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Vitality of Claims

Nitya Dang 18th, September, 2018
Vitality of Claims

Before reading this article you must be familiar with the term patent. In brief a patent is a right granted to an inventor by the federal government that permits the inventor to exclude others from making, selling or using the invention for a period of time. Now when you know what patent is, let’s dig deeper into it.

The paramount part of a whole patent document is its CLAIMS!

What is a Claim?

A Claim in a patent defines its scope i.e. the area of protection (right to exclude everyone or to solely have right on claimed technology) a patent gets or it can be define as the bounds of what the inventor is claiming as their invention. Claims are the most critical part of a patent as all the prosecutions and litigations are mainly done on claims only. Claims lead a patent. If a patent is a championship belt, then Claims is no doubt the heavy-weight that keeps throwing knock-out blows.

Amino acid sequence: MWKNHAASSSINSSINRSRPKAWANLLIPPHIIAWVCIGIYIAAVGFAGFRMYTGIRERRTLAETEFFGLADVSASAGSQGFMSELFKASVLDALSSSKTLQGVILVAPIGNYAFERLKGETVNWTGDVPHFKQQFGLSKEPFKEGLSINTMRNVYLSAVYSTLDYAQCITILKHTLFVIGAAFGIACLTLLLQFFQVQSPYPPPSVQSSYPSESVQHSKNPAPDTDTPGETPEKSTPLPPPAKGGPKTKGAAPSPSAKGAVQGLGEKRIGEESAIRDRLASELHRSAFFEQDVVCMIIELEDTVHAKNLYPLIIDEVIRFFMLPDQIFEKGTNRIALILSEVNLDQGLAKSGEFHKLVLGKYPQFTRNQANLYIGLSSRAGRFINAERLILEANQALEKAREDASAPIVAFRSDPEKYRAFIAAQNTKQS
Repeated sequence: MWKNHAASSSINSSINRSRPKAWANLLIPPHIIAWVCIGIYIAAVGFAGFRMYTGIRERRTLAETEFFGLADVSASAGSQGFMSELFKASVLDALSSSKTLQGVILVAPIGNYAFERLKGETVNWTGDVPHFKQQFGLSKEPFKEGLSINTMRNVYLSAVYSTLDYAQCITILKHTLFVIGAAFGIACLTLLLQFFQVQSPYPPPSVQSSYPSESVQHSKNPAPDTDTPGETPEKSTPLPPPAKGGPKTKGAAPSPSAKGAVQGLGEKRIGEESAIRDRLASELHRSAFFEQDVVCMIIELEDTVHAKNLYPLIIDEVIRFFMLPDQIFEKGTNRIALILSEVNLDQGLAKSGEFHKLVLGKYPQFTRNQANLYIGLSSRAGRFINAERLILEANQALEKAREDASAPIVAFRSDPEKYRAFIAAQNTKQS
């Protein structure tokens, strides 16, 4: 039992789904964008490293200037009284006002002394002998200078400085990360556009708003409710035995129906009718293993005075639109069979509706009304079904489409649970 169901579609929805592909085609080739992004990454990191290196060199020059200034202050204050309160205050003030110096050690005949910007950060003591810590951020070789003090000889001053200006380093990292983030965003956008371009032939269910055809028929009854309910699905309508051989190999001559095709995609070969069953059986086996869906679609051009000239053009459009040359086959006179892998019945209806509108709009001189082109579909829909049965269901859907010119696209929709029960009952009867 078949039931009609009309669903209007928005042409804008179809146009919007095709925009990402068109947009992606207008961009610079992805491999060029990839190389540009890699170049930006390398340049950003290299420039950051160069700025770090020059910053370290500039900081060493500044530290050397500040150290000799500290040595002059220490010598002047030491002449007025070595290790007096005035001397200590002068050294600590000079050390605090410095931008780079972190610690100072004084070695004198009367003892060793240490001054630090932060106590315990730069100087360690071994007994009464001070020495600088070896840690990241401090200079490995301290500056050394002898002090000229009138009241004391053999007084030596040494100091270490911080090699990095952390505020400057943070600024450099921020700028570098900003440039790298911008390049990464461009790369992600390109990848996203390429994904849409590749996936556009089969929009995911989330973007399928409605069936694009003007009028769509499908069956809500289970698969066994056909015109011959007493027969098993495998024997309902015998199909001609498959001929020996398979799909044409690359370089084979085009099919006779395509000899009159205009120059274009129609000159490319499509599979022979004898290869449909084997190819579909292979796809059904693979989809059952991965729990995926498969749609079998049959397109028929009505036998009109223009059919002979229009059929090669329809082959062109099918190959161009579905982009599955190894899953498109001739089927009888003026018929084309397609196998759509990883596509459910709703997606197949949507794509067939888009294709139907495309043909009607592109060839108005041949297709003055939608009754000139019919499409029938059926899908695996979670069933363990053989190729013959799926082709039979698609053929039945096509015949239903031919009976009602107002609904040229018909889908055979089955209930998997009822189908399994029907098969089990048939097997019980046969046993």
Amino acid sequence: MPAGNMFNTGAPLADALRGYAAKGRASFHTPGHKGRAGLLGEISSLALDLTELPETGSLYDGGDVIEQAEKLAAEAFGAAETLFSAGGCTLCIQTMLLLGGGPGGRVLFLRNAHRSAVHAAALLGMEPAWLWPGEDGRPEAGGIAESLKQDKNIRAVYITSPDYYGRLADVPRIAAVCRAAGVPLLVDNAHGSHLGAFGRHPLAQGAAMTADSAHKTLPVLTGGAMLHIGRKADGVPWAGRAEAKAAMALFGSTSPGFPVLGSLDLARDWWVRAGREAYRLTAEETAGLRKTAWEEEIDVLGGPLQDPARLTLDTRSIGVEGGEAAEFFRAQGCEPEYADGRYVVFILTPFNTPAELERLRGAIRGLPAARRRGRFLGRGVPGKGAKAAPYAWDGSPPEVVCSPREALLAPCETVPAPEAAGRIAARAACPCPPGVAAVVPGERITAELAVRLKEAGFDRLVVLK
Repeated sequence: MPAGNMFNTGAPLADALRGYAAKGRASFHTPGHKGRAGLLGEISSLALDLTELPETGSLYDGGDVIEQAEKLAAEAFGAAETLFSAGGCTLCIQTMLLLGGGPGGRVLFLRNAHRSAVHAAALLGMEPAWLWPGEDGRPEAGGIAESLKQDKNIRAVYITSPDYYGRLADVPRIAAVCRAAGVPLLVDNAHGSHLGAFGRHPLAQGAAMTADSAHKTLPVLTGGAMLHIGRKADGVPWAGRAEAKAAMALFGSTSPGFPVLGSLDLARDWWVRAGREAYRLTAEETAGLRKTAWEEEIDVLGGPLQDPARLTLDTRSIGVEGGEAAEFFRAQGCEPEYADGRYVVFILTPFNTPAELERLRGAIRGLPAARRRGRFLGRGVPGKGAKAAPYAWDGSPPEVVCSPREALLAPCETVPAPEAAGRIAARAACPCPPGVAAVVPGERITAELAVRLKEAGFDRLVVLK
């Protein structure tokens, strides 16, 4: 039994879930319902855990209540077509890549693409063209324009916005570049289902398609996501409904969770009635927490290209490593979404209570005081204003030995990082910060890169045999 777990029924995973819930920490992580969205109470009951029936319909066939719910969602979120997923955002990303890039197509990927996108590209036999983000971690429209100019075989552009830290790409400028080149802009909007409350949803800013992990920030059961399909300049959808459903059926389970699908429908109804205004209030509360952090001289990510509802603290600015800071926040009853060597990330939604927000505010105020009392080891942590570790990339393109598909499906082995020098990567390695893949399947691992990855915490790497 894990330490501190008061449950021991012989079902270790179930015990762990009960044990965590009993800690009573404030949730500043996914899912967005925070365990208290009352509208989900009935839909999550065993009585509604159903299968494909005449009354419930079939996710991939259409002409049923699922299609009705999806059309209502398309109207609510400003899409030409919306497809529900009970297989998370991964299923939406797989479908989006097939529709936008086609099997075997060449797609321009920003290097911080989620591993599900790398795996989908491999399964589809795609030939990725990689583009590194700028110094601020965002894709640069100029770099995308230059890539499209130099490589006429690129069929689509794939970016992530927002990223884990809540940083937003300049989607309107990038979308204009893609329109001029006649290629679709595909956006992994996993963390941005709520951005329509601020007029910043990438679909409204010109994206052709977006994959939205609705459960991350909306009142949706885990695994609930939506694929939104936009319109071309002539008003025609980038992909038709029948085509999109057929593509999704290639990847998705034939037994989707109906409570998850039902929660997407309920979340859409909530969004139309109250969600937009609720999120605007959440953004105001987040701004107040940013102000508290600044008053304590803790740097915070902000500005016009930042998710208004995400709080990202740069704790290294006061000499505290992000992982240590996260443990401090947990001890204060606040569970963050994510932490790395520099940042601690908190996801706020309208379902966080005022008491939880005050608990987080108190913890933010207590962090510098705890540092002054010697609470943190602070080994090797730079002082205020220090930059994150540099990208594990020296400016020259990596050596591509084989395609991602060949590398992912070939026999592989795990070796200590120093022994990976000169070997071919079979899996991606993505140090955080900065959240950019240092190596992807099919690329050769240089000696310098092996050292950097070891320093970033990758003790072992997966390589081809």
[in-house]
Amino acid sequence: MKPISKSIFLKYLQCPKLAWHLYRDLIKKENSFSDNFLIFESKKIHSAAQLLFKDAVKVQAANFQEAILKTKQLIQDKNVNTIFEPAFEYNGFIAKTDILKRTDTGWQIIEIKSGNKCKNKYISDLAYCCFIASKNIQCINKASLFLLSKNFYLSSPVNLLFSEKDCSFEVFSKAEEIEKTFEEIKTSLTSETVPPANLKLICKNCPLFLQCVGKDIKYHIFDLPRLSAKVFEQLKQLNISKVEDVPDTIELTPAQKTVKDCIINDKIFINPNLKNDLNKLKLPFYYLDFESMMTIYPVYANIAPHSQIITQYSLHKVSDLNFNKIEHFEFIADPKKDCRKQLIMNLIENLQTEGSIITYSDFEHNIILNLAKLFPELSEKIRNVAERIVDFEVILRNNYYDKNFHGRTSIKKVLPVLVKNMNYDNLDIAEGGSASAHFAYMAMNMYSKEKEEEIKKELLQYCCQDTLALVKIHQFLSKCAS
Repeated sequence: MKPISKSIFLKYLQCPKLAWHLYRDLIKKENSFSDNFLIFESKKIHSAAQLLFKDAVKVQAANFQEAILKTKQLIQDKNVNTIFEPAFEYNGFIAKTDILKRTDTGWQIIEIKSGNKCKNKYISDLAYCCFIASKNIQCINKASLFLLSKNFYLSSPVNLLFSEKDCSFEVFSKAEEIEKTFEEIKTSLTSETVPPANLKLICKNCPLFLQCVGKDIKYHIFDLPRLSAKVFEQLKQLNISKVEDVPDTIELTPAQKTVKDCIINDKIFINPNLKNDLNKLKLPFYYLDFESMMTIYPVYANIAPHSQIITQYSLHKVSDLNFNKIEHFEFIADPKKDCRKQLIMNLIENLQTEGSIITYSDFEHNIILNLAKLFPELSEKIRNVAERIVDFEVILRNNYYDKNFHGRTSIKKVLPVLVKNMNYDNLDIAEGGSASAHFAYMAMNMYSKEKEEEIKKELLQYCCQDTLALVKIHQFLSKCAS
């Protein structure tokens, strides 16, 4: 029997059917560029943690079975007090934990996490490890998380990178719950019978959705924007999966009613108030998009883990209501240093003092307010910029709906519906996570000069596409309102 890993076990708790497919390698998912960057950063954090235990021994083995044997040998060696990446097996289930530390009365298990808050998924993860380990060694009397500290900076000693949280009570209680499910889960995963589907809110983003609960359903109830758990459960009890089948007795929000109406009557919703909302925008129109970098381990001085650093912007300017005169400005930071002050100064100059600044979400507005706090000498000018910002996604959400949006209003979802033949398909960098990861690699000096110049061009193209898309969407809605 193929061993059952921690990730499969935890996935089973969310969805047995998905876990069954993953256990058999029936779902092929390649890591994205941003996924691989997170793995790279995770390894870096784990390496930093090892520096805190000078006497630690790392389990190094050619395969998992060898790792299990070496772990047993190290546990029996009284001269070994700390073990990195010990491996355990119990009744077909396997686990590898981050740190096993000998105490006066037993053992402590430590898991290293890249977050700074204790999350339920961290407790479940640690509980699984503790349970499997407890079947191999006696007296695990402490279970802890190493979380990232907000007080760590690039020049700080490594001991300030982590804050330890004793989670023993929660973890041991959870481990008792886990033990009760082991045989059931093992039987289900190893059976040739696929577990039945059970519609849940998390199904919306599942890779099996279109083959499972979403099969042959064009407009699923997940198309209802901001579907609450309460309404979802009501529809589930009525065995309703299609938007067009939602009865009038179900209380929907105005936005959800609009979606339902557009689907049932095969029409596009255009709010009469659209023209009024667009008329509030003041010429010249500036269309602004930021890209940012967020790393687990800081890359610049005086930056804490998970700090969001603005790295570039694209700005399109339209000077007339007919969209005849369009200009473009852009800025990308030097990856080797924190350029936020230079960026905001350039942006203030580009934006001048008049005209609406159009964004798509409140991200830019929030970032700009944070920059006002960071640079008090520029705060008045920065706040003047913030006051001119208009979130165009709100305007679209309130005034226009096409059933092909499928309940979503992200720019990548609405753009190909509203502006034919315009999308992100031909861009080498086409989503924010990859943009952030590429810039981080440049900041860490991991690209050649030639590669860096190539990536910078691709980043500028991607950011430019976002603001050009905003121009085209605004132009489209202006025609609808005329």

“If patent is body, claim is its soul!”

How to Identify a Claim?

  • Claims are written as a single sentence.
  • A claim starts with an identifier i.e. “Claim 1”.
  • Claims are heavily punctuated (, : ; .).
  • [“,” Is used after preamble.
    “:” is used after transitional phase.
    “;” is used to separate paragraphs within the body.
    “.” Is used to end the claim.]

  • Claims happen to occur in the end of a granted patent or a patent application.

Parts of Claim

Let’s look into it with an example:

An apparatus, comprising:

a plurality of printed pages;
a binding configured to hold the printed pages
a cover attached to the binding.


The preamble, which tells category and objective of invention.

Transitional Phrase, which joins preamble with body.

The Body, which tells what the invention is in a proper sentence.

Types of Transitions

Role of Transitional Phrases

Transitional phrases are the key of drafting a patent. Let’s see how this key is going to work for you.

  • Narrowest
  • e.g. comprising of, including, consisting of, et cetera.
  • Least monetary benifits
  • Less vulnurable to litigation
  • Broadest
  • e.g. comprises, consists, et cetera.
  • Greatest monetary benifits
  • More vulnurable to litigation
  • Midway
  • e.g. consisting essentially of, et cetera.
  • Moderate monetary benifits
  • Moderately vulnurable to litigation